compensator processing the output voltage error. A similar approach is found in [7], in which an external
loop establishes the constants of the mentioned linear combination which constitutes the inner loop.
The basic problem underlying the self-oscillating behaviour inherent in all the mentioned works is to
find the parametric conditions for the existence of the resulting limit cycle together with an accurate
prediction of its amplitude and period.
In this paper, we explain the generation of the limit cycle under the optics of a variable structure
system with a switching surface where no sliding regime can exists because the trajectories in either side
of the boundary move away from it [8]. The phase trajectories of the two substructures involved in the
parallel resonant converter are combined to generate a growing spiral starting from the origin of the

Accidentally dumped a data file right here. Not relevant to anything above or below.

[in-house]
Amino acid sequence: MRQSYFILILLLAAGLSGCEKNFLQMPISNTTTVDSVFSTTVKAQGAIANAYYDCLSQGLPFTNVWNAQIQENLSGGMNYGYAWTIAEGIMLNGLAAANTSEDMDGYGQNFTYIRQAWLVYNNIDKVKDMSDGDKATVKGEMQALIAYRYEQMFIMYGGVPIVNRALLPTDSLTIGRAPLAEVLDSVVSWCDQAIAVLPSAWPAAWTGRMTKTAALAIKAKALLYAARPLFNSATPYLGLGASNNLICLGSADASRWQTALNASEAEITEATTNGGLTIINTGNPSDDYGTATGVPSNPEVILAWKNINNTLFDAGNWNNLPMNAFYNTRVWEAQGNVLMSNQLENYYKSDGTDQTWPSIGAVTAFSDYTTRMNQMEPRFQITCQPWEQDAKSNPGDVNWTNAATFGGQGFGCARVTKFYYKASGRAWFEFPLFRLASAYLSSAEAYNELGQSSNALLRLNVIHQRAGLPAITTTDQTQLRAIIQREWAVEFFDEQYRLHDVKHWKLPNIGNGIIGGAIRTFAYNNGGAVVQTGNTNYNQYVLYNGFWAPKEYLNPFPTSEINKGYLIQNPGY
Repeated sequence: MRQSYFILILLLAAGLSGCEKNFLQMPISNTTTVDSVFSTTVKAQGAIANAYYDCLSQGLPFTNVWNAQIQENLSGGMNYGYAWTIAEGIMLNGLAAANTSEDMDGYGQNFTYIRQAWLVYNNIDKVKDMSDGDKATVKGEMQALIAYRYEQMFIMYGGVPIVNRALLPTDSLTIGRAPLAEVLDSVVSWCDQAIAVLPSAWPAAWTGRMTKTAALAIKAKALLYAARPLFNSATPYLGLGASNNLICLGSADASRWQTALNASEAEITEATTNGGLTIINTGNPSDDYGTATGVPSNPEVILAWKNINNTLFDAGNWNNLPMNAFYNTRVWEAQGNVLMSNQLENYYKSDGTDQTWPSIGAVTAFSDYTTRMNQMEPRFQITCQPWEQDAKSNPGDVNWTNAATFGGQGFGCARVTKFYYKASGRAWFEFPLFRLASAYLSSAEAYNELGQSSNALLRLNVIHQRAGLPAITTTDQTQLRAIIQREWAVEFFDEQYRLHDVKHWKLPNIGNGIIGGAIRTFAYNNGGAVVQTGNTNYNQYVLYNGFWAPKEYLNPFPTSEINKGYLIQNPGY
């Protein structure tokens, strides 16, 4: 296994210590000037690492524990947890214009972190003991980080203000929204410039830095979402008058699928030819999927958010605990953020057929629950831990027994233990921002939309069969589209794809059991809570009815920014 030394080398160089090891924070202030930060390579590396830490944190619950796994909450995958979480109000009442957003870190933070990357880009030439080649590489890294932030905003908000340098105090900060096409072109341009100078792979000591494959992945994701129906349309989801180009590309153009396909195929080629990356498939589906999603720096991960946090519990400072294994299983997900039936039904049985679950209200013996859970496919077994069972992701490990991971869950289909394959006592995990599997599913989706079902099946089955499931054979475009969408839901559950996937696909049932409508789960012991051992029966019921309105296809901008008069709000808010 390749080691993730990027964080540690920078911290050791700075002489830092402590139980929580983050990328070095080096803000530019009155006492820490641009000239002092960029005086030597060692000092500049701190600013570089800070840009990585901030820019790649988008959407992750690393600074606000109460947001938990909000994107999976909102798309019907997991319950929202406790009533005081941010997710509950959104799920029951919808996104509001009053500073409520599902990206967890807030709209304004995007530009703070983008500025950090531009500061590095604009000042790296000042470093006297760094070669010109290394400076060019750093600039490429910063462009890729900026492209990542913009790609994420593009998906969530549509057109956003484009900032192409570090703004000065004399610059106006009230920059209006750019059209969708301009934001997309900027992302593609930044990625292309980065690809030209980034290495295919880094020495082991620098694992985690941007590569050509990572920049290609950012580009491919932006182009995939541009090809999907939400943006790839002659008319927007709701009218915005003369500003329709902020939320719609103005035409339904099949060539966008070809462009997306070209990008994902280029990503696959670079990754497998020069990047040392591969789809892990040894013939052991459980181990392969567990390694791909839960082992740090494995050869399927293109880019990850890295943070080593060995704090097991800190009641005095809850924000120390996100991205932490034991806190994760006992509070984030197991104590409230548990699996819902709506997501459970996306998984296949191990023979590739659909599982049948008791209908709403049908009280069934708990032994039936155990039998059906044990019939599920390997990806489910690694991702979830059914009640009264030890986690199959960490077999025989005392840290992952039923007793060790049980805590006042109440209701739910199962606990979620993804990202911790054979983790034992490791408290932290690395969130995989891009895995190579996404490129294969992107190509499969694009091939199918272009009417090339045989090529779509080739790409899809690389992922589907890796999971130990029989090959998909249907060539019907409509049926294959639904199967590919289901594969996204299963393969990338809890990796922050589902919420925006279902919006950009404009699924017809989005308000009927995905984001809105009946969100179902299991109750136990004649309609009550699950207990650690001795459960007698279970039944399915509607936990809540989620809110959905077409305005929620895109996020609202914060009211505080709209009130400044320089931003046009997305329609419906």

phase-plane and eventually becoming an ellipse when reaching the attracting perimeter of the limit cycle.
Similarly, it will be shown by simulation that starting from any initial condition outside the limit cycle
results in a trajectory eventually attracted by the ellipse. The ON-OFF control based on the change of
polarity of the inductor current is also applied to the series resonant converter and to the input inductor
current of higher order resonant converters like LCC and LCLC resulting in all cases in a stable limit cycle.
2. Self-Oscillating Parallel Resonant Converter
The power stage of a parallel resonant converter (PRC) and its equivalent circuit are shown in Figs. 1a
and 1b respectively.
a)
b)
Fig. 1. (a) Power stage of a parallel resonant converter. (b) Equivalent circuit based on first harmonic approach
2
A model based on the first harmonic approximation is used in the equivalent circuit to represent the
effect of the rectifier and load by Req 
RL 2
[9]. The differential equation relating input and output